There are several metrics used to measure and assess digital maturity, and these can vary depending on the specific model or framework being used. Some common metrics include:

  1. Digital strategy: This involves measuring the organization's level of planning and investment in digital initiatives, as well as the alignment of these initiatives with overall business strategy.

  2. Digital culture: This metric assesses the organization's willingness and ability to embrace digital transformation, as well as the level of employee engagement and buy-in.

  3. Digital capabilities: This metric looks at the organization's technical capabilities and infrastructure, including things like cloud adoption, data analytics, and mobile optimization.

  4. Digital customer experience: This involves measuring the organization's ability to deliver a seamless and personalized customer experience across multiple channels and touchpoints.

  5. Digital innovation: This metric assesses the organization's ability to identify and implement new digital technologies and approaches, as well as its track record in developing and launching innovative products and services.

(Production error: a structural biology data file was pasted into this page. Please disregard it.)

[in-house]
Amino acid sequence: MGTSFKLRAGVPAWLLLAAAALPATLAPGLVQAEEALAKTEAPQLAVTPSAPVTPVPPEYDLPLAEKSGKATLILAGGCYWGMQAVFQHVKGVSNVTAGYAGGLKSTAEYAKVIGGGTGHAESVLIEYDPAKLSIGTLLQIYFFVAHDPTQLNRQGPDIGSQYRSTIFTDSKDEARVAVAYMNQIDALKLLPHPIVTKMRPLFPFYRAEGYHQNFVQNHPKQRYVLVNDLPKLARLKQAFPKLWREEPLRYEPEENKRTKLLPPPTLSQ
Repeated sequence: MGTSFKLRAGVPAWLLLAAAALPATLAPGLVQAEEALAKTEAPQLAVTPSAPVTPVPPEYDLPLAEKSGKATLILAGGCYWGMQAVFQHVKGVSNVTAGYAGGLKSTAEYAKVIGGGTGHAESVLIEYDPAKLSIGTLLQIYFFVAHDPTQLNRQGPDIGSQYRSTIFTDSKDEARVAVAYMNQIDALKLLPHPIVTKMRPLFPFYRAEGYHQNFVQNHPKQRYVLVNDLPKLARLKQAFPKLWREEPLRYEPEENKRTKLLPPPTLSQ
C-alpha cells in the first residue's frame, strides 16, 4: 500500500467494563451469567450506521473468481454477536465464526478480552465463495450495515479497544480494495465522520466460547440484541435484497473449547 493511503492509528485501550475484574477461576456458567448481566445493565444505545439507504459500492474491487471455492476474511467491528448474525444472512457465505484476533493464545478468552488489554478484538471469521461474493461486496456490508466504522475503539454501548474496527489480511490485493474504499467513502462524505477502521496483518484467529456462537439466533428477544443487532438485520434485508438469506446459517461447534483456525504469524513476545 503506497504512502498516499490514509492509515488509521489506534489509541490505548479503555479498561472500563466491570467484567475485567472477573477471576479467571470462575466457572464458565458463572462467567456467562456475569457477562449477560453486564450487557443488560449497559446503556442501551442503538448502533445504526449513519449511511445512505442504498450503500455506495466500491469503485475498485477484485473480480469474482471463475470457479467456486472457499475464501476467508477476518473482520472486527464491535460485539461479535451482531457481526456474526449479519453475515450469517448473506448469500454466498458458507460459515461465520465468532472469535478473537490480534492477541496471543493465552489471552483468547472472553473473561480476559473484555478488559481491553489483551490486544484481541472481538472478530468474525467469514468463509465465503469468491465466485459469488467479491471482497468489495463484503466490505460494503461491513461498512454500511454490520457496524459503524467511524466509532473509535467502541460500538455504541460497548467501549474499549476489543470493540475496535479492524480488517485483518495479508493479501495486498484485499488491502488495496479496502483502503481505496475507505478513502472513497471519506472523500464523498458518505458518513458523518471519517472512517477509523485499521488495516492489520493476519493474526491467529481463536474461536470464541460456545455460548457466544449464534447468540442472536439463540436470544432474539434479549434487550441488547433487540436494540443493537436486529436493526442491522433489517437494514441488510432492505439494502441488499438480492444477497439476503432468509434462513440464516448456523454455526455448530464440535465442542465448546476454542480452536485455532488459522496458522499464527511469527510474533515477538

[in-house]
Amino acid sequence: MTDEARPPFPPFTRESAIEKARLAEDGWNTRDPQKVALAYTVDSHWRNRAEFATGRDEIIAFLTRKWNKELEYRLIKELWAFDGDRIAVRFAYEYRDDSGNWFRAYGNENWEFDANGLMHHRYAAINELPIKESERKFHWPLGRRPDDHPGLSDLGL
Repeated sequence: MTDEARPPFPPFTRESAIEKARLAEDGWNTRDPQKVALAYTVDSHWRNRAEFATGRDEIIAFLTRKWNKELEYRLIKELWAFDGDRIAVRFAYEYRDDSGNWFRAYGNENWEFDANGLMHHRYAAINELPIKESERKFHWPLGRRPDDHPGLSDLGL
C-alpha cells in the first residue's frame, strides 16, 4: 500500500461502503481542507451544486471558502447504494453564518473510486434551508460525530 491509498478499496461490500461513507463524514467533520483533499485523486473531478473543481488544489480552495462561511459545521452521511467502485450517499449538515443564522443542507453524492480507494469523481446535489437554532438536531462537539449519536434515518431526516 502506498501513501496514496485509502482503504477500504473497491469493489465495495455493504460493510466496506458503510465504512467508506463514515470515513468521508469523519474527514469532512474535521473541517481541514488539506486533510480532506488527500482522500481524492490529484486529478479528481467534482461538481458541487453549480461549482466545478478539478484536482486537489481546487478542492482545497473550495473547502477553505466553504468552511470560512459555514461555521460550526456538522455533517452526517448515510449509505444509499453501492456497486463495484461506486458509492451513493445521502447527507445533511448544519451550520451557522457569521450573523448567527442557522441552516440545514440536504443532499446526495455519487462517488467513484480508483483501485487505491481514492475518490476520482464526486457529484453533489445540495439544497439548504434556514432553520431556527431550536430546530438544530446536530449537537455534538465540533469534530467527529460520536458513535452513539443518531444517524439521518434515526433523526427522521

6. Digital governance: This involves assessing the organization's policies and processes around digital initiatives, including things like risk management, compliance, and cybersecurity.

These metrics can be used to create a comprehensive digital maturity assessment that can help organizations identify strengths and weaknesses in their digital strategy and capabilities, and develop a roadmap for ongoing improvement.

What's Next?

We’ve found the DMM helpful in understanding both where our clients are at in terms of their maturity and where they could or should go in the future. Depending on where your organization falls your needs and focus will vary greatly.

We’ve used this framework to build roadmaps tied to tangible outcomes. This has helped increase buy in and move organizations to be more integrated. 

If this sounds exciting to you, we’d love to work with you regardless of where you fall in terms of digital maturity we’re here to partner with your team to get you to the next level!

Contact us below if you and your company are ready to have a conversation:


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James Corr
James Corr
Assoc. Director, Digital Measurement Solutions